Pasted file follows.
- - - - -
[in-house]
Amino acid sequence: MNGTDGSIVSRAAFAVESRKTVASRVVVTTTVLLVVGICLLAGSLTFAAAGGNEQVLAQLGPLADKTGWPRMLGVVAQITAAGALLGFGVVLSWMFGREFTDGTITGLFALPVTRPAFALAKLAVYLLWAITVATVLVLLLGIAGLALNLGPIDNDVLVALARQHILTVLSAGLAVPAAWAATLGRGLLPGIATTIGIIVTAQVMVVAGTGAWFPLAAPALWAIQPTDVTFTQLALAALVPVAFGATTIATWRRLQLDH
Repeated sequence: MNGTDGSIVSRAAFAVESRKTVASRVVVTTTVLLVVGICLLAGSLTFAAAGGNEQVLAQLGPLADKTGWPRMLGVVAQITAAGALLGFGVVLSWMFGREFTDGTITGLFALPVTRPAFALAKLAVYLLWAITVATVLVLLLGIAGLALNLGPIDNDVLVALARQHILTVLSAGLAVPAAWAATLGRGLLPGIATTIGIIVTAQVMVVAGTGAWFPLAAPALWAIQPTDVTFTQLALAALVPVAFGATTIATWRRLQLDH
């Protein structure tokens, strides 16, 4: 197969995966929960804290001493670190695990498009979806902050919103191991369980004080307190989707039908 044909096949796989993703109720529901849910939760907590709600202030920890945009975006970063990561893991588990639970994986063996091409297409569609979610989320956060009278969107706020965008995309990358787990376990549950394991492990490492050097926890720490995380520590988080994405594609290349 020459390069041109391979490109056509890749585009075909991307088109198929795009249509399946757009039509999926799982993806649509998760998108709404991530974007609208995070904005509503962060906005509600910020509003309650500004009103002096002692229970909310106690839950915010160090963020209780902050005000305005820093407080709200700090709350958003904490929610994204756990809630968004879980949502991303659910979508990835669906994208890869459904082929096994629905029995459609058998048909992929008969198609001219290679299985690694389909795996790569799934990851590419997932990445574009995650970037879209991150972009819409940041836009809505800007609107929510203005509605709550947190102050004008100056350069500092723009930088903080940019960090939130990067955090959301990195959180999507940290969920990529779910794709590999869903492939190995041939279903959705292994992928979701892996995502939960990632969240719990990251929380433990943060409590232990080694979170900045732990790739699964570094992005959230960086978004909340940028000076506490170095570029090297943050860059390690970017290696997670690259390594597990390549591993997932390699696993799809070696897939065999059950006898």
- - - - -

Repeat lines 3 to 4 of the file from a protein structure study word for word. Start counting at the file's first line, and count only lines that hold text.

Repeated sequence: MNGTDGSIVSRAAFAVESRKTVASRVVVTTTVLLVVGICLLAGSLTFAAAGGNEQVLAQLGPLADKTGWPRMLGVVAQITAAGALLGFGVVLSWMFGREFTDGTITGLFALPVTRPAFALAKLAVYLLWAITVATVLVLLLGIAGLALNLGPIDNDVLVALARQHILTVLSAGLAVPAAWAATLGRGLLPGIATTIGIIVTAQVMVVAGTGAWFPLAAPALWAIQPTDVTFTQLALAALVPVAFGATTIATWRRLQLDH
């Protein structure tokens, strides 16, 4: 197969995966929960804290001493670190695990498009979806902050919103191991369980004080307190989707039908 044909096949796989993703109720529901849910939760907590709600202030920890945009975006970063990561893991588990639970994986063996091409297409569609979610989320956060009278969107706020965008995309990358787990376990549950394991492990490492050097926890720490995380520590988080994405594609290349 020459390069041109391979490109056509890749585009075909991307088109198929795009249509399946757009039509999926799982993806649509998760998108709404991530974007609208995070904005509503962060906005509600910020509003309650500004009103002096002692229970909310106690839950915010160090963020209780902050005000305005820093407080709200700090709350958003904490929610994204756990809630968004879980949502991303659910979508990835669906994208890869459904082929096994629905029995459609058998048909992929008969198609001219290679299985690694389909795996790569799934990851590419997932990445574009995650970037879209991150972009819409940041836009809505800007609107929510203005509605709550947190102050004008100056350069500092723009930088903080940019960090939130990067955090959301990195959180999507940290969920990529779910794709590999869903492939190995041939279903959705292994992928979701892996995502939960990632969240719990990251929380433990943060409590232990080694979170900045732990790739699964570094992005959230960086978004909340940028000076506490170095570029090297943050860059390690970017290696997670690259390594597990390549591993997932390699696993799809070696897939065999059950006898």